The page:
Since customers want their broadband to work all over the house they are probably willing to pay to make it work right. Networked WiFi requires spending more time again during the installation, but it’s probably worth that to get happy customers. And it ought to cut down on future truck rolls that are really WiFi problems. I know of a handful of ISPs starting to sell the service and they say it’s very popular. It’s not hard to see why – the majority of homes are unhappy with their broadband, at least in some parts of the home.

Google Fiber and the Triple Play

Fiber CableThere is some interesting news from Google Fiber lately about new product offerings. It was reported at the end of January that Google is testing a voice product for its fiber customers. And in early February Google announced that it was adding a 100 Mbps data product in the Atlanta roll-out.

News leaked out that Google is experimenting with Fiber Phone with members of its Trusted Tester Program. Google offered phone service to those customers and wrote the following:

With Fiber Phone, you can use the right phone for your needs, whether it’s your mobile device on the go or your landline at home. No more worrying about cell reception or your battery life when you’re home… Spam filtering, call screening and do-not-disturb make sure the right people can get in touch with you at the right time.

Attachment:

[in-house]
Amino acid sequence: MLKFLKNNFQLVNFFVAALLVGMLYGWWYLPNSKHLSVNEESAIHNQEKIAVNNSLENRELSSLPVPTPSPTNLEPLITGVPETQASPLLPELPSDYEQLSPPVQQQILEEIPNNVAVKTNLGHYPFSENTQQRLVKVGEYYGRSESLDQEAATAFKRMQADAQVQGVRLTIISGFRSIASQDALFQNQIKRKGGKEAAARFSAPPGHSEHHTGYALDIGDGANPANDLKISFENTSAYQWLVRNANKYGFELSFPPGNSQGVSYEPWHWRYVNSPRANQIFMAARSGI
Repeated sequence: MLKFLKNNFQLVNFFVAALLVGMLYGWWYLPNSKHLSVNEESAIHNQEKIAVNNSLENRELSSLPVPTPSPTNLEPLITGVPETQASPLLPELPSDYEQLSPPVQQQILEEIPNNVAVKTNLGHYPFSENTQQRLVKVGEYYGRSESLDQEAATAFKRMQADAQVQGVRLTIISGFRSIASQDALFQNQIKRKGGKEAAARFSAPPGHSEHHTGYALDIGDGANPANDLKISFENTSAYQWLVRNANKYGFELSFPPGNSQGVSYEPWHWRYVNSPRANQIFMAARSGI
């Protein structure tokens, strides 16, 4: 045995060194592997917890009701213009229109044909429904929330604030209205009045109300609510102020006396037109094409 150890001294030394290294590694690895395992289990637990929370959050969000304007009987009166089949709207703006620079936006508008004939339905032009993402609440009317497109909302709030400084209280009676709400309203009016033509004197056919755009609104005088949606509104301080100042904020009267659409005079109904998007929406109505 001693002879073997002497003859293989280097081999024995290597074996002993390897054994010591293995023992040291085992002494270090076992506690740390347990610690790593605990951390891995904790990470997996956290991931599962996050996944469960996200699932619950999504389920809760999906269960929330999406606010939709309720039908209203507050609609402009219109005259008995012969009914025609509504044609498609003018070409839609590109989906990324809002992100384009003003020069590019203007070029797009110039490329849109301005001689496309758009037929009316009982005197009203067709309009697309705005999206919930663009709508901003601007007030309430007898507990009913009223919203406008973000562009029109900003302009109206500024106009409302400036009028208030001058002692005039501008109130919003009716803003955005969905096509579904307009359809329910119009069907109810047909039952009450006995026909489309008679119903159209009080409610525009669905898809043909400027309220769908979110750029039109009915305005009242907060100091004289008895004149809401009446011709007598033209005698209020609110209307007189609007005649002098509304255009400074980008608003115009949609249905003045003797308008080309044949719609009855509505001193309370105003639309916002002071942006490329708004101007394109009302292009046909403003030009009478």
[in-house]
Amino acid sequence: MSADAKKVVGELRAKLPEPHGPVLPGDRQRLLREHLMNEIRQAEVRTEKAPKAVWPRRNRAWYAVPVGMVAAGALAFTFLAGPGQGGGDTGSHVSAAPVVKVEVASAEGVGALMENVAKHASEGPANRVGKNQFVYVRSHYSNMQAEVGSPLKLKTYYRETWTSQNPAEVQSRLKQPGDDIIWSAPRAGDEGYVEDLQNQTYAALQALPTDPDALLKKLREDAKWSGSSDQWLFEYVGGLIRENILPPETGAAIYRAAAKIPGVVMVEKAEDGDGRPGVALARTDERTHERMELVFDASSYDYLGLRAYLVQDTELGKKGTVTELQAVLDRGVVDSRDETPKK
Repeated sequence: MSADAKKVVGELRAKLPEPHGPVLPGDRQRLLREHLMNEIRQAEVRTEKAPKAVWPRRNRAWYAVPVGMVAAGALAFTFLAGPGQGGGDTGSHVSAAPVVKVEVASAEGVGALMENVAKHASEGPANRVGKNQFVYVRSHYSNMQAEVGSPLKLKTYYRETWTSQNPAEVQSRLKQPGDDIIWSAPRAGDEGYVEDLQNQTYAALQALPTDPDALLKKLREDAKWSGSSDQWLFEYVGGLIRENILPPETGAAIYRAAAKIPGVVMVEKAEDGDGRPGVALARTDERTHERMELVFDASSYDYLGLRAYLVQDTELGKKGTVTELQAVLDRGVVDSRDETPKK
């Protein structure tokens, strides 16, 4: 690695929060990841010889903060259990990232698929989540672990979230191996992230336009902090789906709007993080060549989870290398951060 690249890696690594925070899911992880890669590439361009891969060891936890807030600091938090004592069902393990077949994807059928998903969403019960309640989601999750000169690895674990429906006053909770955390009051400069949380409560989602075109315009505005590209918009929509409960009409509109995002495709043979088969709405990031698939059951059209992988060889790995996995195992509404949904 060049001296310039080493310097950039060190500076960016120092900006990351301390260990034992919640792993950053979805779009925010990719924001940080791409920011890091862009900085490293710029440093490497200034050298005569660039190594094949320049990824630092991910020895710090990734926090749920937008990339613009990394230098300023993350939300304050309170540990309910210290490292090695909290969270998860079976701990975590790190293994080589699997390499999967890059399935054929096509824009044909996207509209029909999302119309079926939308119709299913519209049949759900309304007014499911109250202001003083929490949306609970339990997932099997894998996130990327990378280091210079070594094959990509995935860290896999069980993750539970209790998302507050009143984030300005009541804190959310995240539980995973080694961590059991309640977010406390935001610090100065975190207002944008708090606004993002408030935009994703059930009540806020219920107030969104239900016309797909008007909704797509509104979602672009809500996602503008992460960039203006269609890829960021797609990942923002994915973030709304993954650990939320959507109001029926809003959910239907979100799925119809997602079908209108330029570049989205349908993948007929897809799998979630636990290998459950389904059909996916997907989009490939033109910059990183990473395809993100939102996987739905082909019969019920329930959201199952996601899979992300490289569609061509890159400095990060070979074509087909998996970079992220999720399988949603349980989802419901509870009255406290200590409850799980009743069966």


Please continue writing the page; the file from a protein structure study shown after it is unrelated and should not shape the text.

Google is installing the needed equipment for test customers and is at the beta stage of testing. There has been news about possible pricing or when this might be made available to all customers.

In early February Google announced it is now offering a 100 Mbps data product for $50 to go along with the $70 gigabit offering. In Atlanta the company has eliminated the ‘free’ Internet product where customers paid a one-time fee of $300 and got a 5 Mbps product for 7 years with no additional fees.

With these changes Google is looking more and more like a typical triple-play provider. It’s not hard to understand why they would make these changes. It’s very expensive to build a fiber network and the best way to pay for it is to get as many high-margin customers as possible on the network to pay for it.

As exciting as the $70 gigabit product is there are a huge number of households that just can’t afford that price. So by adding a $50 product that is still blazingly fast Google will make their broadband affordable to a lot more people in each market.

There is one interesting market dynamic that Google is probably going to soon see. In looking at the customer penetration rates for many of my client ISPs I’ve almost always seen that the fastest Internet product (assuming it isn’t priced too high) will get 10% to 15% of the customers in a given market. Given a choice, the rest of the customers will take something slower if it saves them money. This is not something that’s true only for fast fiber networks, but I’ve seen this same relationship hold true for cable companies with HFC networks and for DSL networks. There are only a few markets where a higher percentage of customers buy the premium data product.